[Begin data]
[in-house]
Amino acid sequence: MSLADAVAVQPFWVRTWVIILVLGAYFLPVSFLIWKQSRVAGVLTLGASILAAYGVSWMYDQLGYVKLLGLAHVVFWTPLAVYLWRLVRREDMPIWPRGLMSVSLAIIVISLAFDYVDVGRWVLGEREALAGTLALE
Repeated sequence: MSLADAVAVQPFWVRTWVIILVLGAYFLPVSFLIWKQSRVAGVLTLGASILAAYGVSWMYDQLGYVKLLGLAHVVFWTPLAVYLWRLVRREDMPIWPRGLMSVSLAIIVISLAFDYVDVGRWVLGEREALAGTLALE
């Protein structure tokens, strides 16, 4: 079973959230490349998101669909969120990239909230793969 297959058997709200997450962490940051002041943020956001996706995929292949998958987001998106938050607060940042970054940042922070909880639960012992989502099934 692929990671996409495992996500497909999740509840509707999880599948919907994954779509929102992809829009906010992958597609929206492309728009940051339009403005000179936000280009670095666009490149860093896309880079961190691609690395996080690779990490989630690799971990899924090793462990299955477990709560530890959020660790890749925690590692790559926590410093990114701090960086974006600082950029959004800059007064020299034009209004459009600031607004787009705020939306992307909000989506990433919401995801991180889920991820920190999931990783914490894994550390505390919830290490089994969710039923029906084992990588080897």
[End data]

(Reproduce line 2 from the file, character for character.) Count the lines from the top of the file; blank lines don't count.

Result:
Amino acid sequence: MSLADAVAVQPFWVRTWVIILVLGAYFLPVSFLIWKQSRVAGVLTLGASILAAYGVSWMYDQLGYVKLLGLAHVVFWTPLAVYLWRLVRREDMPIWPRGLMSVSLAIIVISLAFDYVDVGRWVLGEREALAGTLALE